A Flare For The Dramatic

During the holiday vacation, my mother announced to my sisters and me that she had boxes of junk that belonged to us, and it needed to dealt with. In other words, make it go away, I'm sick of tripping over it. And thus, one day for several hours my siblings and I thoroughly enjoyed sorting through an assortment of old report cards, class photos and miscellaneous notes.

The more we read, the more we laughed, but it also became readily apparent how talented and interesting each of my sisters were (and still are), while I, on the other hand, was all smoke and mirrors. They earned top notch grades and the praise of their teachers. I was average at best and regularly garnered comments expressing the faculty's concerns that I lacked focus and failed to take my studies seriously.

But, I don't care. My sisters deserve everything they've earned and more. And hey, I really didn't make out too bad myself as it turns out considering the facts... only one divorce, laid off from a high-paying job, contracted zero STD's and I, of course have this blog. Not too shabby. However, what actually brought me the greatest embarrassment was the evidence inditing me as, well, "over-dramatic."

Here are a few samples

At a young age I demonstrated a great deal of potential as demonstrated by my first (and only) Literary Award received for my epic entry "The First Story of The Hostages," written in the second grade about the Iranian Hostage Crisis (I still list this award in my writing resume today). 

But after such acclaim, I seemed to have lost my way. Frustrated by the inability to produce a follow-up success, I became quarrelsome and moody leading to explosive fights with my mother. In this particular instance she told me she had had enough and demanded that I get out. But, at twelve years old, I wasn't about to fold, leaving this note for my father to find with the hopes he would be so distraught that he would confront my mother's heartless demands of me.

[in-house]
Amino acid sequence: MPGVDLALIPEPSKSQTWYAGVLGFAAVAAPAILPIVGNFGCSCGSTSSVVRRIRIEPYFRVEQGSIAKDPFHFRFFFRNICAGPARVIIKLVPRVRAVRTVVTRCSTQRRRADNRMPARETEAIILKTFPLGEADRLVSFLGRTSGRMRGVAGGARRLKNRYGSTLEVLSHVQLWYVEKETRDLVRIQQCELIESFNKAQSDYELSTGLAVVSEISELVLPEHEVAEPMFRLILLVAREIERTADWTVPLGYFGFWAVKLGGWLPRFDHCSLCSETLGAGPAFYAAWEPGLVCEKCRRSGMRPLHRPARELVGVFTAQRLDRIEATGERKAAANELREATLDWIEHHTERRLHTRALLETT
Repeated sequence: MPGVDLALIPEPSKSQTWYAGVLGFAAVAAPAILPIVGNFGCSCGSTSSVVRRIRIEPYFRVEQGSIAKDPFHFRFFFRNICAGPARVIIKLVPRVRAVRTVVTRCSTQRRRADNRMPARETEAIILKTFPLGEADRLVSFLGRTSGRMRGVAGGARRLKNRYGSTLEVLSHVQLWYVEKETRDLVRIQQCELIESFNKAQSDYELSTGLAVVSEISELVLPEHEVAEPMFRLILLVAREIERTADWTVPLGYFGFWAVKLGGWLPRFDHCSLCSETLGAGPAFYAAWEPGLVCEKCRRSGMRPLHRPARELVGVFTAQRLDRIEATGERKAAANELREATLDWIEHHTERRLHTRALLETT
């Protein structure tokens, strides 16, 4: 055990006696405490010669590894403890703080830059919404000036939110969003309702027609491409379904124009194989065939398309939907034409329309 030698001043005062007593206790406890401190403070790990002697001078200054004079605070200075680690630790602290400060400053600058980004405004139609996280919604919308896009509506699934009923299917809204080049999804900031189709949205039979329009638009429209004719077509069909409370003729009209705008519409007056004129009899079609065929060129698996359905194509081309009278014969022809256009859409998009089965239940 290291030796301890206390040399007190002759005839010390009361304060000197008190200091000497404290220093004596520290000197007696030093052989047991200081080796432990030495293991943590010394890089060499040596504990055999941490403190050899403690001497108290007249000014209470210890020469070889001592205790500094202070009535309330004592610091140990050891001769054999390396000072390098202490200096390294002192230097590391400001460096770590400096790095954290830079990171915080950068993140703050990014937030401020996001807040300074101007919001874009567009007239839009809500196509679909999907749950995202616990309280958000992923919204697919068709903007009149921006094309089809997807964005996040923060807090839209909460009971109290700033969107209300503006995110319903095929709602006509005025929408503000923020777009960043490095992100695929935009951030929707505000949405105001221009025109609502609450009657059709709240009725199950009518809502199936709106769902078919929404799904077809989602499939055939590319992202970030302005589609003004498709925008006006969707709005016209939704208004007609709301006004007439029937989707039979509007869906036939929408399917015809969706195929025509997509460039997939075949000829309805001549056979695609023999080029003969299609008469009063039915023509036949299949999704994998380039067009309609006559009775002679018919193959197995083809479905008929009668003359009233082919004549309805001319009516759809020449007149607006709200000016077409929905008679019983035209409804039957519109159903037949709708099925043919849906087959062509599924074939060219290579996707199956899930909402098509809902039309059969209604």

If you can't read what it says allow me to reprint the text in its original form.

I'm sorry
Mom told me to get out so I did
Don't deny it when Dad get's here

I'm going to become a mercenary
And don't worry about my education



PS. I paid for the gun. It's on the bed.

(to clarify, as part of my plans to become a warlord for hire, I took the .22 rifle used for hunting squirrels and rabbits leaving $20 bucks on the bed with the note. Needless to say, I never made it to that civil war in African Congo)

The note may have brought a smile to my mom's face, but it still did little to smooth the issues preventing my future success as a writer leading to even more drama. In this example it seems I continued to live up to my teacher's perceptions that I lacked serious attention to my studies in junior high.

Once again, I'll rewrite the text in it's original(and I can't stress the word original enough) form for clarification.

Dear Mom,

I know three D's ain't the greatest grades in the world but I am very sorry that I didn't get good grades. I am going to tell the reasons I didn't get good grads.

(#1) Spelling: I don't know why I got a D on my spelling, I wasn't jittery about the words, I was so cofident I would get an A.I even told you. I'm very sorry about my spelling.
(#2) Math Story Problems: It was an easy bunch of um. I guess I just a few simple mistacks.

(#3) Science: I geuss Mrs B*****'s suprise science quiz took me by suprise.

But look on the bright side of all this I got two A's in Bible verses (I attended a Christian school), and Reading.

Well gota go study spelling.

Love Ron (even know you want to beat my head in).

Reading this now, I see I should have pursued a career in dramatic acting and rather than writing. This letter (and those misspellings are correct) made me just. Want. To. Die.

Please tell me you were or your kids are more dramatic than this. I may never blog again otherwise.

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